Ariel Hermoni/Ministry of Defense
Israel was set to convene an emergency meeting of its political security cabinet at the government’s Tel Aviv headquarters on Monday, hours after massive explosions at Syrian military outposts killed 26 pro-regime fighters.
The security cabinet was expected to discuss recent events in Syria, including an overnight strike on military positions and weapons caches which a monitor group said was “likely” carried out by Israel.
Cabinet ministers were also reportedly expected to be presented with a new “development” regarding the Iran nuclear deal, the fate of which it set to be decided by US President Donald Trump in less than two weeks.
Netanyahu has repeatedly called for the deal with Israel’s main enemy to be altered or scrapped, though most world powers see it as key to preventing Tehran from obtaining atomic weapons.
Trump had given European co-signatories to the 2015 accord until May 12 to amend the deal with tougher inspections and measures targeting its ballistic missile programs.
Following a meeting with Netanyahu on Sunday, newly-appointed US Secretary of State Mike Pompeo said that Washington was committed to “rolling back to the gull range of Iranian malign influence in Syria,” specifically mentioning “Iran’s missile systems, its support for Hezbollah, its importation of thousands of Shiite fighters into Syria.”
Israeli and US officials have in recent weeks drawn renewed attention to cargo flights between Syria and Iran and suspicions that they are carrying weapons bound for Syrian President Bashar Al-Assad’s regime and Hezbollah, the Iran-backed Shiite militia.
US Secretary of State Mike Pompeo shakes hands with Israeli Prime Minister Benjamin Netanyahu in Tel Aviv on April 29, 2018.
Stern Matty/US Embassy Tel Aviv
Meanwhile, flight tracking data showed that a Syrian cargo flight from Tehran had landed at a military airport in the city of Hama on Sunday less than twenty-four hours before a powerful explosion rocked a Syrian military base there.
The Syrian Observatory of Human Rights said that 26 pro-regime fighters were killed in the blasts, describing them as a “likely” Israeli airstrike.
Iran backtracked on reports that 18 of its countrymen were killed in the overnight raids, following a now-deleted report from Iran’s semi-official ISNA news agency confirming the deaths.
But The New York Times cited an official from a regional alliance including Iran, Hezbollah, and Syria as saying that 16 people were killed in the attack, including 11 Iranians.
The source, who spoke anonymously, said that that the strike had destroyed some 200 surface-to-surface missiles. He added that regional leaders allied with Iran expected a retaliation against Israel for the strikes, likely following parliamentary elections in Lebanon slated for May 6.
The Tansim news agency cited an unnamed source as saying that reports of an attack on Iranian military bases and the deaths of Iranian personnel in Syria were “baseless”.
“All these reports over attack on an Iranian military base in Syria and the martyrdom of several Iranian military advisers in Syria are baseless,” the source said.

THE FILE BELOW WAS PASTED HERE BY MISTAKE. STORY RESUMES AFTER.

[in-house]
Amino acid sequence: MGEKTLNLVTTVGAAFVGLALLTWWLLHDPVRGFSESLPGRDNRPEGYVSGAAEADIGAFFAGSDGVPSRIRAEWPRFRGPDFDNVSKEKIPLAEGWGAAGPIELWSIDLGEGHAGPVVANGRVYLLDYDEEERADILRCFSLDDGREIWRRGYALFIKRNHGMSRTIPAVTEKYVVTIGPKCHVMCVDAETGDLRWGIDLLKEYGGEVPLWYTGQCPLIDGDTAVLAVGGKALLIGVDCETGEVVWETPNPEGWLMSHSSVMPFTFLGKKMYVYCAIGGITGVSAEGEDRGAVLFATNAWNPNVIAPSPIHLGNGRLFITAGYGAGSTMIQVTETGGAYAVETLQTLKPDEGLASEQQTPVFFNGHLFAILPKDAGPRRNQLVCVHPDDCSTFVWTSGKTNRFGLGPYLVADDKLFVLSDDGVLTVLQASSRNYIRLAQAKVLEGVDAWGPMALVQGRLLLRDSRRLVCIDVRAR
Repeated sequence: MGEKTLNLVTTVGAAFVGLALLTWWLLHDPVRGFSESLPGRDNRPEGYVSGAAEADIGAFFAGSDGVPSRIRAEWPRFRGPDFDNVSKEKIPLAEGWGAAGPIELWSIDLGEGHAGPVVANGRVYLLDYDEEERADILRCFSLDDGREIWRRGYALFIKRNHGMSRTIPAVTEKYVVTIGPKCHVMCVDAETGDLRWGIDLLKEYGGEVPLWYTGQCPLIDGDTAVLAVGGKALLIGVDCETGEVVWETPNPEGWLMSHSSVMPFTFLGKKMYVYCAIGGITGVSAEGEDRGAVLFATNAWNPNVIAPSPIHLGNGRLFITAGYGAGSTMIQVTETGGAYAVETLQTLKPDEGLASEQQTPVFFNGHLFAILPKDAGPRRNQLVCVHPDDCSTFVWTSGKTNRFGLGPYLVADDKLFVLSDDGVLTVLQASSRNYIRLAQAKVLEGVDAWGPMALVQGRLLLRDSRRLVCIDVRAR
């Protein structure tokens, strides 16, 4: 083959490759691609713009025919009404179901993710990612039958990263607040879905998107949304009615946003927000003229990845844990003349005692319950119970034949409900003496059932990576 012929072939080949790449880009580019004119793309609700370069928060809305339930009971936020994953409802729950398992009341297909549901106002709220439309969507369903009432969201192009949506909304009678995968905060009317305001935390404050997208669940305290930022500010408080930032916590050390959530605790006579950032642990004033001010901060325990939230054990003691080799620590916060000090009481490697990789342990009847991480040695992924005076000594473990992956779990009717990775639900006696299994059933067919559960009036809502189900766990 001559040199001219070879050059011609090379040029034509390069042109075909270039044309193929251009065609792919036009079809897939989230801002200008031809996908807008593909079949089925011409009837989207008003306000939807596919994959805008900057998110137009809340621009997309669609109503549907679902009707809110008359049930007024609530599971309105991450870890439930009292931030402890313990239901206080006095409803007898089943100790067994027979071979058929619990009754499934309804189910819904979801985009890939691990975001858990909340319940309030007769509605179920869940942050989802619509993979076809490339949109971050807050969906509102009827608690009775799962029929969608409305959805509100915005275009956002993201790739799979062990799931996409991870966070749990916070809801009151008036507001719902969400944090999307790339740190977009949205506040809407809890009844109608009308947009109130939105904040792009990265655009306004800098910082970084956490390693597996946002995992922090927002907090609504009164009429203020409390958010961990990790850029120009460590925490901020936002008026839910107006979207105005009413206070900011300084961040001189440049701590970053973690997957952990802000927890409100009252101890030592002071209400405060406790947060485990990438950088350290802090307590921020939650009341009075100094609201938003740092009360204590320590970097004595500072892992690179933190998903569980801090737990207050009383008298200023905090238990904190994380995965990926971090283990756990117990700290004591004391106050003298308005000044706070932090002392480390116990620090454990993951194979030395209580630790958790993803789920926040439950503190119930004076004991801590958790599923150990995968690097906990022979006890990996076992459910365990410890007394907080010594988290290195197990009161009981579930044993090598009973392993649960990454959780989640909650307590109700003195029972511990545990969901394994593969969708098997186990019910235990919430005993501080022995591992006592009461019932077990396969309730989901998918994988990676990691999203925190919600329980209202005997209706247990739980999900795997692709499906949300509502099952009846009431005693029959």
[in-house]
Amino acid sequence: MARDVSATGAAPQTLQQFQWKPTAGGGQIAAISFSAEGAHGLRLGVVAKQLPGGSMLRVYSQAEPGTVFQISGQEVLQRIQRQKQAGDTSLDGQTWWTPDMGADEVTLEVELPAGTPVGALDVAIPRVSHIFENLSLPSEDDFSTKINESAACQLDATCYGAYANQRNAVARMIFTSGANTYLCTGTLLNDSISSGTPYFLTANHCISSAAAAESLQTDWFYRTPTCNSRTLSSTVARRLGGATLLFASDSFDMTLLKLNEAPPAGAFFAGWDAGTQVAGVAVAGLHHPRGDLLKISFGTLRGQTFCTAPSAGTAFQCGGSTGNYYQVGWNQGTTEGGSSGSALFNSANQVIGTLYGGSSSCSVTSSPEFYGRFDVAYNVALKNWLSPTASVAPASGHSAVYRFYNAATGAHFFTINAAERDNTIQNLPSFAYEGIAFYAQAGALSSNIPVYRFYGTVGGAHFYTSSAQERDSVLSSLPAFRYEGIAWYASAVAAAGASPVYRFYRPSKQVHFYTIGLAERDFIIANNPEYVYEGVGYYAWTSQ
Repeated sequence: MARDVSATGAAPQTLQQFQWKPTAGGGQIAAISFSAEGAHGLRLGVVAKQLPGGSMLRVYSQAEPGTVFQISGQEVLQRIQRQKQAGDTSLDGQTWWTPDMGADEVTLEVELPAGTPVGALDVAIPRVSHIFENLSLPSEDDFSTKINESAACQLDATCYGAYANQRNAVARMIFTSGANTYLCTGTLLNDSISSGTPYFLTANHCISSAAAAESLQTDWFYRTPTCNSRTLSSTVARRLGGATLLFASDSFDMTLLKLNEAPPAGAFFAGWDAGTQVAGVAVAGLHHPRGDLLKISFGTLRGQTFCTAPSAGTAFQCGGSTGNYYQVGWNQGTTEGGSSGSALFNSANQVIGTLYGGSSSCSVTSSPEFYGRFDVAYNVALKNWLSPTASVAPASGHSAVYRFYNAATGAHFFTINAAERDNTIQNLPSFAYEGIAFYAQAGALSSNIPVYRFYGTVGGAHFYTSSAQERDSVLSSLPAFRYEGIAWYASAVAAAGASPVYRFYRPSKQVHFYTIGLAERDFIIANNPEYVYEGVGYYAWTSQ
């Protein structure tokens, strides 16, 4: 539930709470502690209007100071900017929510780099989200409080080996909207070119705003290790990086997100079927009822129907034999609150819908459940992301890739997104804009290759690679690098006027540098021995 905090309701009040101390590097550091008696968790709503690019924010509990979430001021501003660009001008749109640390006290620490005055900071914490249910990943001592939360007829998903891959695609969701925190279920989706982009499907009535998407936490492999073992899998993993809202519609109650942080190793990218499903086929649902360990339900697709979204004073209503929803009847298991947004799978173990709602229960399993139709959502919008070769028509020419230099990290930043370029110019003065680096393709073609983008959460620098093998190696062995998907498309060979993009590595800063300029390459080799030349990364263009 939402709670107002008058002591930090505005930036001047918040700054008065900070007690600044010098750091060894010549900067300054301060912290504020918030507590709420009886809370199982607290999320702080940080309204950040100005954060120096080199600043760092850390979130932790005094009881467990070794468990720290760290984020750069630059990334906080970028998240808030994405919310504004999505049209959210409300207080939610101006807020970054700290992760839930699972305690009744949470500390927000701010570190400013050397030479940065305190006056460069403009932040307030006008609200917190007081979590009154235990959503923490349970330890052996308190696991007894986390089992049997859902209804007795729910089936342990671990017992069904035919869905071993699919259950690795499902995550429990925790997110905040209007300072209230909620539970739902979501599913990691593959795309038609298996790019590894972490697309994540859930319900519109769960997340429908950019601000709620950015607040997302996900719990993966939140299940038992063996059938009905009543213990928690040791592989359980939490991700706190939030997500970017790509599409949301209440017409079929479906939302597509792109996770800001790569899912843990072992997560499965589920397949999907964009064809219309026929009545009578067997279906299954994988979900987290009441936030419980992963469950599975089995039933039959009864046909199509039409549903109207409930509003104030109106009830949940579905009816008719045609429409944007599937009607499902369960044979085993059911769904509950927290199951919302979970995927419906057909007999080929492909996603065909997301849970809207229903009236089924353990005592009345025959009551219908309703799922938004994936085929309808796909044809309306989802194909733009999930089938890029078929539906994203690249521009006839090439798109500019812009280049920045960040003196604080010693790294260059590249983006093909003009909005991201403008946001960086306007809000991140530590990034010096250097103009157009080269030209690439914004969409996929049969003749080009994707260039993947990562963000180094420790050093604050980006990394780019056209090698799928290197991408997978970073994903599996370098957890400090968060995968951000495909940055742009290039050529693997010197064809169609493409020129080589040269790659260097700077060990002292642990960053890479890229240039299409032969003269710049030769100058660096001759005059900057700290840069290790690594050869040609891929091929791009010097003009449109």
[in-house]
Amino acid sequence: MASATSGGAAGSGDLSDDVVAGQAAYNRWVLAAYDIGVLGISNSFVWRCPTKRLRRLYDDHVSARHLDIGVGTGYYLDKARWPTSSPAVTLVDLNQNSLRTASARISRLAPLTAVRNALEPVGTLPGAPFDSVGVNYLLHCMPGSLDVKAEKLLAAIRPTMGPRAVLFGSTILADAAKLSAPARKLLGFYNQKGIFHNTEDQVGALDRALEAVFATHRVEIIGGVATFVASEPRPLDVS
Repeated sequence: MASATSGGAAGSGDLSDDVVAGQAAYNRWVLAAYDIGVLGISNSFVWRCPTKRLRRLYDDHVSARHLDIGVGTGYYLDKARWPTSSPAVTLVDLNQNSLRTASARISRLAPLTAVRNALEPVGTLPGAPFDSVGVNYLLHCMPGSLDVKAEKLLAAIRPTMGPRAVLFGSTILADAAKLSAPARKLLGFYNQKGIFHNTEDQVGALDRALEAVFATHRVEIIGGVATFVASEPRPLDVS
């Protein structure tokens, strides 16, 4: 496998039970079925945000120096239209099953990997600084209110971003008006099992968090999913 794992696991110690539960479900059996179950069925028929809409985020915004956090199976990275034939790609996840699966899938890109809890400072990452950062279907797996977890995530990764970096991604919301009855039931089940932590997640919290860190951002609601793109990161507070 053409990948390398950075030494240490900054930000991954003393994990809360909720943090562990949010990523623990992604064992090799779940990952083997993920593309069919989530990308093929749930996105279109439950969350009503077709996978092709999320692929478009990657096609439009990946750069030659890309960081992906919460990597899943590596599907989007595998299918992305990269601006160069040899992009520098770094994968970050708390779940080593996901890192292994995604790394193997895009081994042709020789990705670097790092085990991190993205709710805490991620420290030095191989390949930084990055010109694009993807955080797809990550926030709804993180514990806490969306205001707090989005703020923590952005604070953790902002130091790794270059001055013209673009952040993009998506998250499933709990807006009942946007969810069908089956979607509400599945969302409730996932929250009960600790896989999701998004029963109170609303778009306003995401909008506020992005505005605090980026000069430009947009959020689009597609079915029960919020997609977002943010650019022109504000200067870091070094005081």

Details of the alleged strike were murky, with Syria’s official SANA news agency reporting a “new enemy aggression” on regime positions in Hama and Aleppo provinces, without alleging who was behind the raid.
A massive fireball seen after an alleged missile attack against a Syrian army arms depot in Hama, April 30, 2018
Some Syrian sources were quick to blame Israel, while the state-owned Tishreen news site said that the US and Britain had launched the strikes, firing nine ballistic missiles from a military base in Jordan.
A US military source denied to Israel’s Hadashot news that an American coalition was behind the attack.
A number of strikes on targets in Syria have been attributed to Israel, though it rarely confirms such raids.
Nevertheless, Israel and the United States received the indirect ire of Iranian Supreme Leader Ayatollah Ali Khamenei, who spoke after the alleged attacks on Iranian targets in Syria, and said the time when Iran’s enemies could “hit and run” was over.
“They know if they enter military conflict with Iran, they will be hit multiple times,” he said.
Tensions have flared on Israel’s northern borders following an airstrike in Syria, widely attributed to Israel, on the Iran-operated T4 airbase.
Fourteen people, including seven Iranian personnel, were killed in the April 9 raid and Iran vowed repeatedly to retaliate for the attack sparking a tense standoff between the arch-foes.
That raid on the Iran-operated base was widely seen as its first direct attack on Iranian assets and a worrying sign of how Syria’s seven-year conflict could escalate into a wider regional war.
Israel and Iran have inched towards increasingly more direct confrontations since February 10, when Israel shot down what it says was an armed Iranian drone that had breached its airspace “tasked to attach Israeli territory.”
Israel immediately responded at the time with strikes against Syrian air defenses and Iranian “targets”, hailing it as “the biggest and most significant attack the air force has conducted against Syrian air defenses” since the 1982 Lebanon War.
Further complicating matters, key Assad-backers Russia have indicated over recent weeks that they could soon deploy game-changing air defense capabilities to Syria in response to the Western raids in Syria.
Moscow has not explicitly indicated which systems it would send to Damascus, but has hinted that it could deploy the S-300, which would make Israeli jets far more vulnerable in any future operations it undertakes in the country.